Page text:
Virus ‘creates coping crisis’ for nearly 40M refugees

A report by the United Nations refugee agency and a prominent non-government organization (NGO) released Monday found that tens of millions of internally displaced people or those hit by conflict could lose out on humanitarian protection support due to insufficient funding.

Almost 40 million of them could suffer in 2020, said the UNHCR and Norwegian Refugee Council report, specifying places such as the Central African Republic, Mali, Yemen, and northern Mozambique.

“The human toll of the pandemic on the world’s vulnerable should not only be measured by the number of lives it has taken but by the eclipsing number it has shattered,” said the council’s Jan Egeland. “Covid-19 has hardest hit millions of people with absolutely no access to protection services. Children recruited by armies cannot reclaim lost childhoods. Women raped and beaten wear their scars for life.”

Lockdowns trigger gender-based violence

The report, which examined data on 54 million people targeted for assistance in 26 humanitarian response plans, also said gender-based violence has increased dramatically since the onset of Covid-19.

Experts projected in April that an additional 15 million women and girls would be exposed to gender-based violence for every three-month lockdown around the world.

In Mali, over 4,400 cases of gender-based violence were reported between January and September, but only 48 percent of towns had support services, it said.

The Central African Republic (CAR) – already one of the most dangerous places in the world to be a woman or girl – reported gender-based violence incidents more than doubled, including rape, sexual slavery, and forced marriage.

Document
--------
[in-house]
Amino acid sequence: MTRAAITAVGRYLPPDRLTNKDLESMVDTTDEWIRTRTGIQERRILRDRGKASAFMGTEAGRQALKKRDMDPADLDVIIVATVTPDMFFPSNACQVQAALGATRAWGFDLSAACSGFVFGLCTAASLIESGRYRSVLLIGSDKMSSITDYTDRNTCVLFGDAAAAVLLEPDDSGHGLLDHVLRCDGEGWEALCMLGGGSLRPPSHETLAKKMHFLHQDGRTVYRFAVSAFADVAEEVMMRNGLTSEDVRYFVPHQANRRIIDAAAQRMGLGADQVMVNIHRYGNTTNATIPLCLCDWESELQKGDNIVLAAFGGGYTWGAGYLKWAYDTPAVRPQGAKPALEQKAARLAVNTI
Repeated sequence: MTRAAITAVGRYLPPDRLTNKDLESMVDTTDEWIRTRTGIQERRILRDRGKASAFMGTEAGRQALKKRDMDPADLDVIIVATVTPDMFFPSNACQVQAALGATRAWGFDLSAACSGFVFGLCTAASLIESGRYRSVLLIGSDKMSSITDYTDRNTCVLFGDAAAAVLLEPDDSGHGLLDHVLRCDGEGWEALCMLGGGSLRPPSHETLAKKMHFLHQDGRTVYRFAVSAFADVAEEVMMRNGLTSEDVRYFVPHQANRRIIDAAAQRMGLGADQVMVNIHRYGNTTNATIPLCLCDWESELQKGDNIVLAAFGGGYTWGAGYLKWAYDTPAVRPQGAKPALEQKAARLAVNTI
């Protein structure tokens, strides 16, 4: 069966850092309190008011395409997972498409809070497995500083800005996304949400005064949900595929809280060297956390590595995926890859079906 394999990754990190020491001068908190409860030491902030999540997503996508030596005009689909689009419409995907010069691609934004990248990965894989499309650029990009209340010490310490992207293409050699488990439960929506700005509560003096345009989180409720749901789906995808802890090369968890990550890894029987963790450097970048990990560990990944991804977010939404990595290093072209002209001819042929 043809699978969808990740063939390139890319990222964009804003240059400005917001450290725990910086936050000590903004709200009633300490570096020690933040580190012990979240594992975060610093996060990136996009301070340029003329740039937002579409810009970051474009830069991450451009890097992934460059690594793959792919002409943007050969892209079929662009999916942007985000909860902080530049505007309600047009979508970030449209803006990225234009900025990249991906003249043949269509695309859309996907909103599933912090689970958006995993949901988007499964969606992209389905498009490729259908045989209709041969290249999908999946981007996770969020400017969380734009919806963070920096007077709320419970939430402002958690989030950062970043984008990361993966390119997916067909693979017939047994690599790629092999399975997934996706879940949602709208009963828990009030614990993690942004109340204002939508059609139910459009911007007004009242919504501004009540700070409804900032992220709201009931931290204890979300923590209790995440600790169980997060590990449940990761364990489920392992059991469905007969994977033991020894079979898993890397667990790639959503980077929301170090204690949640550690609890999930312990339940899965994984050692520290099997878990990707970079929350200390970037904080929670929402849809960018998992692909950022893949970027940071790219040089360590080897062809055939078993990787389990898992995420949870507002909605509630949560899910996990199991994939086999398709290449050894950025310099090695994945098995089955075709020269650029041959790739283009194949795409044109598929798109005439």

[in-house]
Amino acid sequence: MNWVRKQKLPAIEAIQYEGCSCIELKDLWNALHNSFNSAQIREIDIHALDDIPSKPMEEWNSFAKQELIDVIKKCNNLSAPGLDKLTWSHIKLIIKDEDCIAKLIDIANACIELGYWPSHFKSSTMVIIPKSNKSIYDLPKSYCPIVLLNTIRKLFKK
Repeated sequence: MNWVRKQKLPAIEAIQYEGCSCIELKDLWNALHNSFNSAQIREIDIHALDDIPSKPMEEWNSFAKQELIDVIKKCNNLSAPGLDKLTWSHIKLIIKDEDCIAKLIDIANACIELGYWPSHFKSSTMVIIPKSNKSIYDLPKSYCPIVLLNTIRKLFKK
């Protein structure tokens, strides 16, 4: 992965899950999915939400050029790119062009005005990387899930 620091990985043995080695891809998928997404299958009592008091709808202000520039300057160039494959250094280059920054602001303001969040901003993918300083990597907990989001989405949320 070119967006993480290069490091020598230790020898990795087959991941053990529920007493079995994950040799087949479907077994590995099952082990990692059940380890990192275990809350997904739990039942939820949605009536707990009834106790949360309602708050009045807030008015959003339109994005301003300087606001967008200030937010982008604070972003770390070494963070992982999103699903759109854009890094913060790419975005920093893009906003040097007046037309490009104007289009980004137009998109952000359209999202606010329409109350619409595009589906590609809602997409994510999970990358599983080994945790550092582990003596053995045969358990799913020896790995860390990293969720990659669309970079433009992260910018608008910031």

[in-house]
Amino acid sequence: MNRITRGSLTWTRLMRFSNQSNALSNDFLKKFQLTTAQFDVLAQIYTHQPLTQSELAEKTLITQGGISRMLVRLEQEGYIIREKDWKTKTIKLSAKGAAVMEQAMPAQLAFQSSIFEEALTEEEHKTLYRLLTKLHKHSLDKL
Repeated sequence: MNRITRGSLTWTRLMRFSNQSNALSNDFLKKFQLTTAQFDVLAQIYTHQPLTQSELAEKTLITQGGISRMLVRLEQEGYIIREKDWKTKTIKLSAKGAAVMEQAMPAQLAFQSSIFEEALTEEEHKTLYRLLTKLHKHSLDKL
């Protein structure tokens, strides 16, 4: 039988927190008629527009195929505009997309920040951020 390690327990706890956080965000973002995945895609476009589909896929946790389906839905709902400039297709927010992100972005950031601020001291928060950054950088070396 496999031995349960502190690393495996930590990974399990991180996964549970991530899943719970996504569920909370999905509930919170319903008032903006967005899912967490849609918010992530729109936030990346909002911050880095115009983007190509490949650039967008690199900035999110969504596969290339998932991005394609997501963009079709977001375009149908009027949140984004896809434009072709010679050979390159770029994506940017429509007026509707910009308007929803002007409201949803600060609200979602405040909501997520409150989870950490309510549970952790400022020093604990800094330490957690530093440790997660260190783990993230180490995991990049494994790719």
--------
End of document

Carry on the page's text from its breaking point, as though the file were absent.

In Niger, reports have been received of women being tortured for engaging in economic activity outside of the home and not wearing full veil coverings.

Child marriages are also on the rise.

According to UN estimates, 13 million more underage marriages could occur over the next decade due to the side effects of the pandemic.

Trafficking is also a concern, with protection aid workers in 66 percent of the countries surveyed reporting that people are at increased risk of trafficking due to the virus.

“The world cannot afford to be complacent and indifferent to their plight. Millions of lives are at stake. Humanitarians can only do so much,” said Gillian Triggs, the UNHCR’s assistant high commissioner for protection. “Armed conflict continues to be the main driver of forced displacement, so peace is indispensable to end conflict and suffering.”

In Mali, 66 percent of gender-based violence survivors reported since January are girls younger than 18.

Between 2013 and 2019, the protection sector received only 38 percent of its requirements for humanitarian aid. As of November, this year it had only gotten 24 percent.

Northern Mozambique is one of the fastest-growing protection crises in the world.

In November, civilians witnessed massacres by non-state armed groups in several villages, which resulted in beheadings and abductions of women and children.

In Yemen, on the Arabian peninsula, it is estimated that more than two-thirds of girls are married before they reach age 18, compared to 50 percent before the conflict.

Funding for protection in Cameroon in 2020 has fallen wildly short of what is needed.

Only 13 percent of its requirements have been received so far, or just USD3 per person, leaving more than 2 million people without assistance.

Source: Philippines News agency

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